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CSU students march to Board of Elections, vote early

October 11, 2012

By Sarah Shannon

By definition, early voting is the process by which the electorate cast their votes prior to an election.

That was the mission on Oct. 4, 2012.

Students rallied together in the Cleveland State plaza with a common goal — to march to the board of elections and cast their vote for president.

In the United States, all 50 states, as well as the District of Columbia, have early voting.
Whether it is through absentee ballots or going to the polls, voting in the U.S. officially begins on Sept. 6 in North Carolina each election year.

Early voting in Ohio began on Oct. 2 this year.

For many years now, the state has been considered a “swing state” for presidential candidates. Meaning, the state holds weight in the electoral count.

Currently, Ohio holds 18 electoral votes. The state has lost about one-third of its electoral vote count since the 1960s.

Ohio is also a good predictor on the next president. Since 1944, Ohioans have only sided with one losing candidate and that was Nixon in 1960.

But why vote early? What is the difference in voting now or on Election Day, Nov. 6?

“There’s so many things that come up in our schedules often,” Stephanie Brown, National African American Vote Director for the Obama campaign, said. “So, if you have an opportunity to get out and go to the polls now — and bring friends with you to vote early —then go ahead and do it!”

For many, early voting is a convenience.

Tianna Nichols, a Cleveland State student, agrees.

“Around the time that elections are going on there are a lot of midterms and tests going on,” she said. “As a student, you get caught up in your work and caught up in your assignments so if you can vote early in your free time that would be a good thing to do.”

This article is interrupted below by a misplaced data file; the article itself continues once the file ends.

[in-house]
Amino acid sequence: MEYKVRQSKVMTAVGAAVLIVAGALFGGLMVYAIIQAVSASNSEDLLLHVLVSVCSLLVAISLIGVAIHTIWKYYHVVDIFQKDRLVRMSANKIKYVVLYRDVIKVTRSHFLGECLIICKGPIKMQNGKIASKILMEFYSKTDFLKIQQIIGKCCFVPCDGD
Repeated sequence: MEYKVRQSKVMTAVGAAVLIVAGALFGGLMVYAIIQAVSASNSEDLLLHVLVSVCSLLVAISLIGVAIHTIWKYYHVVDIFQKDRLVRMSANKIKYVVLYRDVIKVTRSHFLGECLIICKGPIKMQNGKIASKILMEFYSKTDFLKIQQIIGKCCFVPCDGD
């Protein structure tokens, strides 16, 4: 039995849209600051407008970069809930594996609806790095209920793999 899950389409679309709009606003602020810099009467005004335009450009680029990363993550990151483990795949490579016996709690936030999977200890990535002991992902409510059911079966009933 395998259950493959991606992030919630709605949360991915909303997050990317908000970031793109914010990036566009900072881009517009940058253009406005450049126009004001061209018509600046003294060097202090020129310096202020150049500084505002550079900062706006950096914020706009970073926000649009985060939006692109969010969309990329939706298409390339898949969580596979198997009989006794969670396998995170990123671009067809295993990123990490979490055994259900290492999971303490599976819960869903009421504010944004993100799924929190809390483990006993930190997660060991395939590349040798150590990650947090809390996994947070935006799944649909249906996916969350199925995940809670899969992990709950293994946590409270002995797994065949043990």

With many college students going to school far from home, even out of state, early voting is a great way for them to get their voices heard.

Voters can request absentee ballots 90 days before the date of an election. The request must be received by the voter’s local county board by noon the third day before the election — typically falling on a Saturday.

The ballot request is available online on the Ohio Secretary of State web-page (www.sos.state.oh.us). Again, another convenience for voters. Voters also have the option of voting early in person.

The Cuyahoga County Board of Elections is located just down the street from Cleveland State on the corner of E. 30th and Euclid Avenue.

However, locations vary by county that the voter is registered in. Voters are encouraged to check with their local Board of Elections for information on location. Most counties hold in-person voting at their offices.

Hours are uniform for all early in-person voting in Ohio. The hours are also available on the Secretary of State web page.

Early voting is also a way to predict the outcome of an election.

“Voting early gives the government and the society that we have here a sense on where everyone’s headed,” Cody Luke, a Cleveland State student, said.

Dr. Michael P. McDonald, an associate professor of government and politics at George Mason University, has created a system to track all early voting in the U.S.
With this, it allows all to see which candidate holds the current lead by how many early ballots have been turned in.

As of Oct. 8, a total of 311,092 ballots have been cast in all reporting jurisdictions for McDonald’s project.

The site allows users to track the voting statistics by state. It provides a status report on early voting, an analysis of absentee ballot applications for some states, and a preview of what to expect with the 2012 early vote.

However, McDonald does provide a disclaimer on his site.

“Election officials may not report early voting statistics,” McDonald said. “I attempt to collect as much of the information about these ballots as possible. However, I do not hound election officials for these statistics because they are busy doing the important work of preparing for the upcoming election. Sometimes data will be available only at the local level. I cannot continuously scan for local data, so I appreciate tips on where to find data.”

All of his findings can be found at elections.gmu.edu.

According to Alden Morris, SGA Sophomore Senator, “Students should get out there and vote early because it’s an opportunity we should take advantage of.”

“It’s your voice,” added Luke. “Too many times with this generation everyone wants things handed to them. Honestly, it’s their choice. They get to vote for who they want and the person in office is the one that’s going to help them with their future.”